Campbell blew past nearly every other player at the Combine, posting a 4.31 40 time — tied with Andy Isabella for the fastest at this year’s event among receivers. Campbell finished out his career with the Buckeyes in style, posting a 90-1,063-12 line in his final season with Ohio State. At 6’0/205, he doesn’t possess elite size for an NFL receiver, but he’s certainly not a shrimp. He’s got the skills to make an impact at the next level, and his unbelievable speed will certainly make GMs give him a second look while going through their evaluation processes.
Andy Isabella (WR – UMass)
Isabella led the nation in receiving in 2018 with 1,698 yards on 102 receptions. His final three years at UMass saw the slot receiver blow up for an incredible 229-3,519-30 line in which he averaged nearly 80 receptions, 1,200 yards, and 10 TDs per season. He’s drawn comparisons to Danny Amendola because of his diminutive stature and quick feet, but Isabella is the much faster player. Slot receivers are a valuable commodity in the NFL today, and Isabella certainly boosted his stock with his awesome 4.31 40 time, which tied Parris Campbell for the Combine lead at the position.
Justice Hill (RB – Oklahoma State)
Hill had a tremendous Combine, pacing all RBs in 40 time (4.41), vertical jump (40″), and broad jump (130″). His size (5’9/198) is still a concern, but Hill’s athleticism is undeniable. Although he cut his Combine short due to a hamstring injury he suffered running the 40, Hill showed enough to boost his stock in April.
Noah Fant (TE – Iowa)
Fant was another player who impressed with his 40 time, running an official 4.50 — fastest among TEs. At 6’4/249, his time was spectacular for a player of his size. He also led the TE group in the vertical and broad jumps at 39.5″ and 127.0″ respectively. Widely considered a first-round selection, Fant most likely solidified his place on opening night of the Draft after participating at the Combine.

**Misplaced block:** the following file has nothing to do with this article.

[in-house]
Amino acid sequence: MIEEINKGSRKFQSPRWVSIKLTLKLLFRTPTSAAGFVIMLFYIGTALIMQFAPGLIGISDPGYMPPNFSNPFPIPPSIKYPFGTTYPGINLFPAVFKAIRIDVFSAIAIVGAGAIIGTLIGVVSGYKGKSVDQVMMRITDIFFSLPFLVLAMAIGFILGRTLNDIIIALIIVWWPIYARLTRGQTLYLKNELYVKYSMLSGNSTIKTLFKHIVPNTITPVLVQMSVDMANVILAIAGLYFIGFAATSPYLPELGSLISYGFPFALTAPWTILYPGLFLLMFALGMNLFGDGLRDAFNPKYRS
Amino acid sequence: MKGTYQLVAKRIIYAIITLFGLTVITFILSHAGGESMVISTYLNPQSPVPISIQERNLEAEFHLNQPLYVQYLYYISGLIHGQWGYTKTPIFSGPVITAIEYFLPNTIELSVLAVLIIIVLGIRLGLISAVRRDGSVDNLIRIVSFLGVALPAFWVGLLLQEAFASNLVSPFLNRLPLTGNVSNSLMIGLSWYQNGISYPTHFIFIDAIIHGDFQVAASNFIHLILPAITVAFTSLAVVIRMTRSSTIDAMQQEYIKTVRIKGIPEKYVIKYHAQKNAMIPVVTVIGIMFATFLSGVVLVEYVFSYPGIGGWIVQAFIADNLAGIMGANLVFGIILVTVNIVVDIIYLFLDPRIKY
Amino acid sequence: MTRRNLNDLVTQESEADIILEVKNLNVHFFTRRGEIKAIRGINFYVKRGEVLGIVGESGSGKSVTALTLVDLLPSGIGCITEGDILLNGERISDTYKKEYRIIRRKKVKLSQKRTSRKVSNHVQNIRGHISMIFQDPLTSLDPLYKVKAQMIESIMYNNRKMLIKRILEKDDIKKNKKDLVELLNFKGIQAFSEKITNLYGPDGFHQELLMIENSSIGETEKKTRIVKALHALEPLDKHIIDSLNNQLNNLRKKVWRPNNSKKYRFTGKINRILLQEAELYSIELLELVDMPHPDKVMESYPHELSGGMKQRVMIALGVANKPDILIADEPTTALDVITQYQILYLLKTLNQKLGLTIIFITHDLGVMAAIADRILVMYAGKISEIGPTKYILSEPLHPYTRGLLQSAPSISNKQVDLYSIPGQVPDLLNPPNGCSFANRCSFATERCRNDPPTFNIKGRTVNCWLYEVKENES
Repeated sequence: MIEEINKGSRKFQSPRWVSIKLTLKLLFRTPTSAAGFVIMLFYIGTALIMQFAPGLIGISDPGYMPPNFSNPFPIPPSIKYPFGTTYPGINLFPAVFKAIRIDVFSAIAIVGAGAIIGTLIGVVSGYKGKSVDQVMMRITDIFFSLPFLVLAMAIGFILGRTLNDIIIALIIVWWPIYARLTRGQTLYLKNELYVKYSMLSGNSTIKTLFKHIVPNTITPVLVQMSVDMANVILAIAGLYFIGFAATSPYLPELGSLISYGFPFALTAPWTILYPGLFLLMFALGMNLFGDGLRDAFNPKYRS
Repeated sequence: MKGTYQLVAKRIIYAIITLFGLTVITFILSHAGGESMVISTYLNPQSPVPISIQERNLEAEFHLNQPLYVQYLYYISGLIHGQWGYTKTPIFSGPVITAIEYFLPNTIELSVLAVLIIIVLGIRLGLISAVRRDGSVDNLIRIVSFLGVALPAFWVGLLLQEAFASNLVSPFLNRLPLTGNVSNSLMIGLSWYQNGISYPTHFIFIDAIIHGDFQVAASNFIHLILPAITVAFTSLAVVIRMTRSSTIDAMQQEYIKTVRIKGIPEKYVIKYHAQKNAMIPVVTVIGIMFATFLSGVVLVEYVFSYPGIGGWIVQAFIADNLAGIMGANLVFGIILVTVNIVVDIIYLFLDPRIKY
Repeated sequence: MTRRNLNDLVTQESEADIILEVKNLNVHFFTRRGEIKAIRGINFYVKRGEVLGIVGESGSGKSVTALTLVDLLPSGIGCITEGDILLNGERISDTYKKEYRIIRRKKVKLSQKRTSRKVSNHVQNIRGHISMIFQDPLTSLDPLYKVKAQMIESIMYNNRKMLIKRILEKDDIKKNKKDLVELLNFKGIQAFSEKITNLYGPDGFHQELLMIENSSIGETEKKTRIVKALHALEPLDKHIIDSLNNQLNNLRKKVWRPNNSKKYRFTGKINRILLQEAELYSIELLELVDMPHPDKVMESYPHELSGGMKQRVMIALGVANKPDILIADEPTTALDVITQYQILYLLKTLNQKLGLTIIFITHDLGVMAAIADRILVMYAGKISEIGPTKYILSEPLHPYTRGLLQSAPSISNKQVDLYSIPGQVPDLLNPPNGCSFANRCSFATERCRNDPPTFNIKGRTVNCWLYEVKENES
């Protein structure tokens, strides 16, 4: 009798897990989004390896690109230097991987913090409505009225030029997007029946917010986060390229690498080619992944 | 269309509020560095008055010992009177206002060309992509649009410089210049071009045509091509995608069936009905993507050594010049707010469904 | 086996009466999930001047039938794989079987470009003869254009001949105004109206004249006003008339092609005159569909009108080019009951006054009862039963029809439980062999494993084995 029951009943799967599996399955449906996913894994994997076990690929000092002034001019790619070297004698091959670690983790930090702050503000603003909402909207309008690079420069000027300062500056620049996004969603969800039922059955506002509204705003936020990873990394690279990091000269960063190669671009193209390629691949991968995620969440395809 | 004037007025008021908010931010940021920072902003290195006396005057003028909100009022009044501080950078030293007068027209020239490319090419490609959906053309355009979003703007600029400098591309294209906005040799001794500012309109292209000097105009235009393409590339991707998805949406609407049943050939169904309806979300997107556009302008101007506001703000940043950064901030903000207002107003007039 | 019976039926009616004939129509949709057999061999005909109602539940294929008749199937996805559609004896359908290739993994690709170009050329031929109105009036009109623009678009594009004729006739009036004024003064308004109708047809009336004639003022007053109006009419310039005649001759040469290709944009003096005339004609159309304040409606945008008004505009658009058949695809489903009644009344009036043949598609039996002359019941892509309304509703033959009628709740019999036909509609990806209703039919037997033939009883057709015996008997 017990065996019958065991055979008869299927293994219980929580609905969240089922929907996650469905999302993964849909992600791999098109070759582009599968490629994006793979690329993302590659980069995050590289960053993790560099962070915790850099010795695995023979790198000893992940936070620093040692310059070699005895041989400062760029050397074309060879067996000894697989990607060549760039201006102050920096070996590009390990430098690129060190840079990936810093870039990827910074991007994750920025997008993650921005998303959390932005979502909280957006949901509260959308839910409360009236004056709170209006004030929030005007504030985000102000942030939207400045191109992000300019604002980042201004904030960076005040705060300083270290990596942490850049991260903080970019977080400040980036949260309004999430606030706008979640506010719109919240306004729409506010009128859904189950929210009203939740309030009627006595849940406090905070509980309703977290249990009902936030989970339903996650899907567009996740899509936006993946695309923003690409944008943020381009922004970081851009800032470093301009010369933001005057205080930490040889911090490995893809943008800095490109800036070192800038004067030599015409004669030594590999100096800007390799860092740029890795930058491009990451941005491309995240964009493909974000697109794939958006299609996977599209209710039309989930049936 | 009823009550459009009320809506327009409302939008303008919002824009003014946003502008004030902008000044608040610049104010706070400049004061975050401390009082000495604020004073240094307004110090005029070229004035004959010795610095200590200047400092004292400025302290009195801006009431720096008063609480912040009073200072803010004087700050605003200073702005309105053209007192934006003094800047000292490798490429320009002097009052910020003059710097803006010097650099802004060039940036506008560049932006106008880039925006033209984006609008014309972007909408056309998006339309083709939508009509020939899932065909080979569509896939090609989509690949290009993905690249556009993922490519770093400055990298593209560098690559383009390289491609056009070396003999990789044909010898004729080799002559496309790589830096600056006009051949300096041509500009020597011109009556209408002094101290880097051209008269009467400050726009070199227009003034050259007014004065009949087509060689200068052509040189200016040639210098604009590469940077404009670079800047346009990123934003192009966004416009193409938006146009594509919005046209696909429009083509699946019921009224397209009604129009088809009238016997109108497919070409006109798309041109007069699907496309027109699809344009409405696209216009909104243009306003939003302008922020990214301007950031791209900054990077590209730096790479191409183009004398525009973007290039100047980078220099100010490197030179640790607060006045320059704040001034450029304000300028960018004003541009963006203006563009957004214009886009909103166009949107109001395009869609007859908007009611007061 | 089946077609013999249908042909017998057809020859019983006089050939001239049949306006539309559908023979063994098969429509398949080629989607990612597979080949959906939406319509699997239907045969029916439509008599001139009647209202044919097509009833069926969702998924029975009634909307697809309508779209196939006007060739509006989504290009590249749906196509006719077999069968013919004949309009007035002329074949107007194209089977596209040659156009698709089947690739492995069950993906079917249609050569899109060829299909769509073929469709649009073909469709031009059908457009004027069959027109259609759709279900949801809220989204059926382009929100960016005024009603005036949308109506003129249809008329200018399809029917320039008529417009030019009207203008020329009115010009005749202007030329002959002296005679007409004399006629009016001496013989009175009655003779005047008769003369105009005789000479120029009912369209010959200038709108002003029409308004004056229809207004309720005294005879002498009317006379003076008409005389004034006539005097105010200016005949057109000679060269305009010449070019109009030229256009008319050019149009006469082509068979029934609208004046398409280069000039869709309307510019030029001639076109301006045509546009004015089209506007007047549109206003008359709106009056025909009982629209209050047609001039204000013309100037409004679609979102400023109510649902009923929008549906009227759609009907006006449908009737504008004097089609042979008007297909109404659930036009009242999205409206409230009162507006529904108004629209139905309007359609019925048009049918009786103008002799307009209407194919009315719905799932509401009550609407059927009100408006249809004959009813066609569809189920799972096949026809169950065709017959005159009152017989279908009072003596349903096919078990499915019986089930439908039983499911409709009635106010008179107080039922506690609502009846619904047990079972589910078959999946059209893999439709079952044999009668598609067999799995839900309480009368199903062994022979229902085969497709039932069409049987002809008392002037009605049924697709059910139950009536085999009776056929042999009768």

Garrett Bradbury (C – N.C. State)
Bradbury had a tremendous Combine, and he’s probably guaranteed himself a selection in the first round of the Draft. A team that jumps immediately to mind for his services is the Carolina Panthers who lost center Ryan Kalil to retirement following the 2018 season. Bradbury ran a 4.92 at the Combine which was the third-fastest among offensive linemen. His three-cone time of 7.41 led offensive lineman, his 4.53 time on the 20-yard shuttle was the fourth-quickest at his position, and his 34 reps on the bench press were second-most. Bradbury possesses unique speed and strength as well as quick footwork and fluid movement, all of which were on display at the Combine. Expect to hear his name called in the first round of this year’s draft.
Tyree Jackson (QB – Buffalo)
Jackson is a physically-unique QB prospect, measuring in at 6’7/249 — the size of many linemen. Jackson also has a rocket arm which he put on display at the Combine, and he has a similar physical makeup to Cam Newton (6’5/245). Despite his size, Jackson is incredibly fast, running a 4.59 40 — second best among QBs. His 34.5″ vertical and 120.0″ broad jump were tops at the position. His awesome physical attributes and impressive Combine performance should add a lot of buzz to his name come Draft time.
Alex Barnes (RB – Kansas State)
Barnes had a productive college career at Kansas State, totaling 2,616 rushing yards and 25 rushing TDs on 5.7 yards per carry. He has not, however, been a highly-touted NFL prospect. His lack of recognition has surely changed after a remarkable Combine in which Barnes put up 34 reps on the bench press, which was the most of any RB. His vertical and broad jumps also ranked in the top five at his position. Barnes’ size (6’0/220) makes him one of the biggest backs in this year’s class, and his strength and speed make him a very interesting prospect. Expect him to have garnered a lot of attention from scouts at the Combine.
Iosua Opeta (OT – Weber State)
Opeta made a name for himself at the Combine after flying largely under-the-radar at Weber State. He ran a 5.02 40, which was fifth-best among offensive lineman, and his 33″ vertical was impressive. His 39 reps on the bench also paced the O-linemen and were the second-most in Combine history at the position. Opeta’s hand size (9 7/8″) and arm length (33 2/8″) will be assets to him at the next level. The relatively unknown Opeta played both guard and tackle in college, and his draft stock is sure to have risen dramatically after the 2019 Combine.